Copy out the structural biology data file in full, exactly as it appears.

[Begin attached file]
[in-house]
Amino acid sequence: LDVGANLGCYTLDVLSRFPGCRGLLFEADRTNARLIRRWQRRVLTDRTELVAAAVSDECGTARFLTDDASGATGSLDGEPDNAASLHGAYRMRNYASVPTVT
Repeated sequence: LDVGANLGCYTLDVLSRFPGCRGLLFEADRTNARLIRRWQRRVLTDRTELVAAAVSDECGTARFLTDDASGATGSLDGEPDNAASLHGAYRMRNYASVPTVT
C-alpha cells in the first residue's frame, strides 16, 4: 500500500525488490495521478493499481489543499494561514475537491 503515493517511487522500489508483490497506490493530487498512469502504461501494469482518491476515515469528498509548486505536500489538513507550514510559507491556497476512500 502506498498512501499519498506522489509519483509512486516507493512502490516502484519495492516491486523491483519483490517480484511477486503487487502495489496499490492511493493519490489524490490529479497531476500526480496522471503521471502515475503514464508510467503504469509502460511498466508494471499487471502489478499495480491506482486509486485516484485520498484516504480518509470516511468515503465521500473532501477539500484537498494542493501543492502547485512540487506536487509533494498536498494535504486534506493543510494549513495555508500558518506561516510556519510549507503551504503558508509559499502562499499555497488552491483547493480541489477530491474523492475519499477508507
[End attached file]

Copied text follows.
[in-house]
Amino acid sequence: LDVGANLGCYTLDVLSRFPGCRGLLFEADRTNARLIRRWQRRVLTDRTELVAAAVSDECGTARFLTDDASGATGSLDGEPDNAASLHGAYRMRNYASVPTVT
Repeated sequence: LDVGANLGCYTLDVLSRFPGCRGLLFEADRTNARLIRRWQRRVLTDRTELVAAAVSDECGTARFLTDDASGATGSLDGEPDNAASLHGAYRMRNYASVPTVT
C-alpha cells in the first residue's frame, strides 16, 4: 500500500525488490495521478493499481489543499494561514475537491 503515493517511487522500489508483490497506490493530487498512469502504461501494469482518491476515515469528498509548486505536500489538513507550514510559507491556497476512500 502506498498512501499519498506522489509519483509512486516507493512502490516502484519495492516491486523491483519483490517480484511477486503487487502495489496499490492511493493519490489524490490529479497531476500526480496522471503521471502515475503514464508510467503504469509502460511498466508494471499487471502489478499495480491506482486509486485516484485520498484516504480518509470516511468515503465521500473532501477539500484537498494542493501543492502547485512540487506536487509533494498536498494535504486534506493543510494549513495555508500558518506561516510556519510549507503551504503558508509559499502562499499555497488552491483547493480541489477530491474523492475519499477508507